More Evidence for General Relativity

May 11, 2011

In April 2004, NASA launched a science satellite called Gravity Probe B; it contained an experiment to test two predictions of Einstein’s theory of General Relativity.   The theory predicts that a massive object, such as the Earth, warps the four-dimensional space-time around it; this is sometimes referred to as the geodetic effect.  A common analogy is placing a bowling ball on a trampoline or water bed — the mass of the ball causes the surface to be distorted.   A second prediction is the rotation of an object, such as the Earth, will cause the space-time fabric around it to be “dragged” along with the rotation, an effect called frame dragging.  An analogy here might be to put a rotating ball into a viscous liquid; the rotation of the ball will cause the liquid to swirl in the same direction.   (Though these analogies can be helpful, it is important not to stretch them too far.  In the real case, we are talking about the effect of a three-dimensional object on four-dimensional space-time.)

The probe contained four high-precision gyroscopes, quartz spheres coated with a film of niobium [Nb, atomic number 41]. The spinning spheres were cooled with liquid helium to keep them at a temperature of 2.3 K (about -455.5 F), at which temperature niobium becomes a superconductor.  A telescope system kept the satellite oriented toward a guide star, and the instrumentation measured tiny deviations in the gyroscopes’ axes of rotation.   (The mission site has a page explaining the technology in more detail.)   Data was collected for about twelve months, and then analyzed; unfortunately, the data was much noisier than had been anticipated.

However, an article on the “Wired Science” blog at Wired reports that the analysis of the data has finally been completed.  The results, which will be published in the journal Physical Review Letters,  provide confirmation of the theoretical predictions, despite the tiny size of the measured effect.

The pointer shifted by just 6,000 milliarcseconds — the width of a human hair as seen from 10 miles away — over the course of a year, Everitt said. Despite the difficulty in detecting such a small tilt, the physicists were able to confirm the geodetic effect to an accuracy of 0.28 percent, and frame-dragging to within 20 percent.

The mission site’s status page has much more detailed and complete results, and promises to have a copy [PDF] of the final paper soon.

Other experiments have also confirmed these effects, in some cases more precisely.  As always in science, though, more confirmatory evidence, especially when obtained by a different technique, bolsters our confidence in the theory we’ve built.

Update Thursday, 26 May, 23:10 EDT

The abstract and a free download of the preliminary paper are now available at the site.

Facebook Legacy Access Leak

May 11, 2011

In a diary post, the folks at the SANS Internet Storm Center have given us all a “heads up” on a potential Facebook security issue.  If you use Facebook, you are probably familiar with the applications that are available on the platform.   When you start to use an application, You go through a permission dialog which asks you to allow the application access to various capabilities of your Facebook account.  For example, the application may be granted permission to access your profile data, make posts to your Wall, or to access your friends’ data (subject to their permission settings).   When the permission is given, the application is given an access token; this is like an extra key that works in place of your user ID and password.  There is a problem, discovered by the security firm Symantec, with how this mechanism historically worked; their (fairly technical) write-up is here.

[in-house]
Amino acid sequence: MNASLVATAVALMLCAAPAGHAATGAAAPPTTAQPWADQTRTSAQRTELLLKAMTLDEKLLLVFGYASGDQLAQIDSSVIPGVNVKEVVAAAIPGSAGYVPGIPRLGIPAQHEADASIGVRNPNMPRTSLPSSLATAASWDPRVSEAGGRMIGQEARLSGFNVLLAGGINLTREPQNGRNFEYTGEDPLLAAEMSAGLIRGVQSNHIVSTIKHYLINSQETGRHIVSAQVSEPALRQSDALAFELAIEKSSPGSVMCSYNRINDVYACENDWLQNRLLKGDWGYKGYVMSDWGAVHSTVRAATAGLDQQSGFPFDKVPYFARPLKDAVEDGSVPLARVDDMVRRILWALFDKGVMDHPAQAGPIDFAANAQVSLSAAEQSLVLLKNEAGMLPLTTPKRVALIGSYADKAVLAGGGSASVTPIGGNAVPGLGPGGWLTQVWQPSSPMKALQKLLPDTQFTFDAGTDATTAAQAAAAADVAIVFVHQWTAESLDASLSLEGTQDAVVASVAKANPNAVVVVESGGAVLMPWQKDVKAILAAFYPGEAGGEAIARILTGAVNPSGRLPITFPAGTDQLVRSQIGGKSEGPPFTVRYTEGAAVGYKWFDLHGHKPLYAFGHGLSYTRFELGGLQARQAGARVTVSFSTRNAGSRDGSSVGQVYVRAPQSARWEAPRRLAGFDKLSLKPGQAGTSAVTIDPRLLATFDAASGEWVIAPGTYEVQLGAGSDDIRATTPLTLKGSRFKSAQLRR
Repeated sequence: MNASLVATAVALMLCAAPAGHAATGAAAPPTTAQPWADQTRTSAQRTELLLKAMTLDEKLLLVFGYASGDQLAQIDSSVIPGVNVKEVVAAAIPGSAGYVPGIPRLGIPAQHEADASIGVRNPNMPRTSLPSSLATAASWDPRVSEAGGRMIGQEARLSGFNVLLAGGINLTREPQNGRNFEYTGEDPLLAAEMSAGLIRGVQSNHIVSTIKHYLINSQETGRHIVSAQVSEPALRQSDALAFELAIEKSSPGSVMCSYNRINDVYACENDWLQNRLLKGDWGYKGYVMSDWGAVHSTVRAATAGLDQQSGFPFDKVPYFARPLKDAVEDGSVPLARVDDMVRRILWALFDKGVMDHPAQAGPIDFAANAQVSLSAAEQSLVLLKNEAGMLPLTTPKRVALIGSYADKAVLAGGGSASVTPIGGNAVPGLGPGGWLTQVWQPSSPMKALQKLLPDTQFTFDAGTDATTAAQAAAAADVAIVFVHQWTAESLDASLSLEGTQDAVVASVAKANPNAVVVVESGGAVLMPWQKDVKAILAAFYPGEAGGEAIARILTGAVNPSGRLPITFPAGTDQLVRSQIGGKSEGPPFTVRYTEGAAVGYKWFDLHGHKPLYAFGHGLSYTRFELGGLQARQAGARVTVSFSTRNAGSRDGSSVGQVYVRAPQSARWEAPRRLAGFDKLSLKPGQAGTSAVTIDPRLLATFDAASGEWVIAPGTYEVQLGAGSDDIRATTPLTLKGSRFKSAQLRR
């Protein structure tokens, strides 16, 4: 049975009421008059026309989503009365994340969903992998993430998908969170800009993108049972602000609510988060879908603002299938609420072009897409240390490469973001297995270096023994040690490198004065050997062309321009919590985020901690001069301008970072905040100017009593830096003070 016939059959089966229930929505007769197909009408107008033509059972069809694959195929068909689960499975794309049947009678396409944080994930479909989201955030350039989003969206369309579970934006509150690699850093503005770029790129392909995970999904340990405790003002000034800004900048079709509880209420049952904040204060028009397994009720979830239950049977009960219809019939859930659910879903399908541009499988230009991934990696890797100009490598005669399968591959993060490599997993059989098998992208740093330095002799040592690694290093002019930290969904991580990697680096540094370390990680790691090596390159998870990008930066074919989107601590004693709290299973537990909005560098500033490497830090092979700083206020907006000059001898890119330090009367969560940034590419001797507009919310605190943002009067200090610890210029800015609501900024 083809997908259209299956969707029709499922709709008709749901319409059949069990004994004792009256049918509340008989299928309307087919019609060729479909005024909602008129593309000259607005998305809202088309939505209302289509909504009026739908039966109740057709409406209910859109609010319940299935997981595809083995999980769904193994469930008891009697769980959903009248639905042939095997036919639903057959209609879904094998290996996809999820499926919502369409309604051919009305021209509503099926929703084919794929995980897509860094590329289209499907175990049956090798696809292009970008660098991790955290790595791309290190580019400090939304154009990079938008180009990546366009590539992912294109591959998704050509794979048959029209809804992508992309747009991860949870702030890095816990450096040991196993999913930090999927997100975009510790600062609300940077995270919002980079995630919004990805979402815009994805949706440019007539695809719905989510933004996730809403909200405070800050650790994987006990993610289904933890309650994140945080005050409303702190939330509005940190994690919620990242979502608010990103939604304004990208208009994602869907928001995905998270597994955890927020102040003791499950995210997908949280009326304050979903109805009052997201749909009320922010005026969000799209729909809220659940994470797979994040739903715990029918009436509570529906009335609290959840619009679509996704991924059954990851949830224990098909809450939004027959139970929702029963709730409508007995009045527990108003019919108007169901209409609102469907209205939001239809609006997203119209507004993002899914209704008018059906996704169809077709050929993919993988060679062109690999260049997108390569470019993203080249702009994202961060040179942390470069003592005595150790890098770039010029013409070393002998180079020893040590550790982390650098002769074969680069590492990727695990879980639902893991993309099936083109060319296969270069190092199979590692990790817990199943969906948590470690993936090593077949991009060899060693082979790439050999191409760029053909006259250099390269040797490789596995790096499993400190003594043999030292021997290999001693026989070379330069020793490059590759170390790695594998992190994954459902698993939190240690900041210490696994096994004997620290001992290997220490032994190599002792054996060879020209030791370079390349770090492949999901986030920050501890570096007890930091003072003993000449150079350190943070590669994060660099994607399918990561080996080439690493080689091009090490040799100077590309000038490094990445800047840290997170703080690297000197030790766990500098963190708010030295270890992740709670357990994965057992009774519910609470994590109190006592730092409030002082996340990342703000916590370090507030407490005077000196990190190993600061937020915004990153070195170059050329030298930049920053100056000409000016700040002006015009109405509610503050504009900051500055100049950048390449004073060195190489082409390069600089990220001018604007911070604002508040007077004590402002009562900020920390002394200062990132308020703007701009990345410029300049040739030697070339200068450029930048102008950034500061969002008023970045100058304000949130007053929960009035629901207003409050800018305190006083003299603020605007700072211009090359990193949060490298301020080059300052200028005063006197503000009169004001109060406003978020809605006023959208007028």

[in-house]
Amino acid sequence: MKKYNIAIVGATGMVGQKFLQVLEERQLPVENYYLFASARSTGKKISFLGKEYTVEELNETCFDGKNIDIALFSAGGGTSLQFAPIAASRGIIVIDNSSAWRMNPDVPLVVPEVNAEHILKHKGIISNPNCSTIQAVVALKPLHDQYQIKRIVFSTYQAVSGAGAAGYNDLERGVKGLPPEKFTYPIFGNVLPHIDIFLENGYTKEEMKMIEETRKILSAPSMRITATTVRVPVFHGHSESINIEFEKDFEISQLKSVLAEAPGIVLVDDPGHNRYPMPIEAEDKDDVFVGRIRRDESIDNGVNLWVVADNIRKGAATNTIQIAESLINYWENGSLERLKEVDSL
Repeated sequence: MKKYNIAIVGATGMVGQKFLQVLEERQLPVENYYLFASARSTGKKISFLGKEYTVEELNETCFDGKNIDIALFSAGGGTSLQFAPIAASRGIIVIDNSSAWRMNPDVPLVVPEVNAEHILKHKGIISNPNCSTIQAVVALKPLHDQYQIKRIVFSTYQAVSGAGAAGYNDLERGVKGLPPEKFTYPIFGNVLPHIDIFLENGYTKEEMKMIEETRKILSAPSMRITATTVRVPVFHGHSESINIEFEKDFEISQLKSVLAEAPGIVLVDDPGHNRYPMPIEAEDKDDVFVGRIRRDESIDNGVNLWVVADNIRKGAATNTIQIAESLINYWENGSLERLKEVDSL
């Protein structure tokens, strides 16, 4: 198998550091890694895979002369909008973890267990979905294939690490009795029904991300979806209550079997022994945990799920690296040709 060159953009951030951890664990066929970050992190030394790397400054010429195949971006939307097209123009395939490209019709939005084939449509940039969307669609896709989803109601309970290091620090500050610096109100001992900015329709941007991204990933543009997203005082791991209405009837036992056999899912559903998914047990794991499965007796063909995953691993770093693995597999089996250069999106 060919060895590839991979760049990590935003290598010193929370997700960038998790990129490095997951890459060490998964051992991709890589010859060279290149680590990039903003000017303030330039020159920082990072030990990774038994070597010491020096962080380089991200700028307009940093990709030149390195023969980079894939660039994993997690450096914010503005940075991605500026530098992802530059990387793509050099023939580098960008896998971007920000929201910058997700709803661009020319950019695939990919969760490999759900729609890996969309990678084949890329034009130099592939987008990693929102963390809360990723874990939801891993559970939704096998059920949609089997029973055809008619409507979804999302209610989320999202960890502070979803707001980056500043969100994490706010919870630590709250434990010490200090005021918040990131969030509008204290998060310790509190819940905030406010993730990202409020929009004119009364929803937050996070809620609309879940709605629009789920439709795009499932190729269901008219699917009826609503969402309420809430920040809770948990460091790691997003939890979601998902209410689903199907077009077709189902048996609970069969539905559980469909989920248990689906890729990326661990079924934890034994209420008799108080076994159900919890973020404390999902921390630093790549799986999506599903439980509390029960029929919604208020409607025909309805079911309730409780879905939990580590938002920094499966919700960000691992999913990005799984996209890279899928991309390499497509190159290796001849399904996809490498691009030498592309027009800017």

These tokens are long strings of alphanumeric gibberish, and would be effectively impossible to guess; also, by default, they have a fairly short “shelf life”, but it is possible for an application to request an “offline” token that persists until you change your Facebook password.   The problem exists with an older authentication mechanism for Facebook apps; it has been superseded by a more secure scheme, but (at least until now) the older method has still been supported, and is used by an estimated 100,000+ applications.   The effect of the flaw is that the access token can accidentally be sent to the server hosting the application, typically not a Facebook server.  That server can then “leak” the token to other machines that may be involved, such as advertising servers, thereby giving those third parties access to your Facebook account.  I’m not aware of any evidence that this has been done maliciously, but unfortunately it is very easy for someone to do accidentally, owing to carelessness.

Facebook, to its credit, has developed a plan to address this issue (detailed in a very technical post on its Developers’ Blog), which will require all applications to migrate to the new, more secure access method in stages, to be completed by October 1 of this year.  Of course doing it more quickly would be better still, but given the number of applications involved, might not be realistic.

For individual users, there is a simple method to clean up any previously-granted access tokens that may be susceptible to exploitation: change your password.  Also, at least until the application updates are complete, be careful of what access you give to applications.


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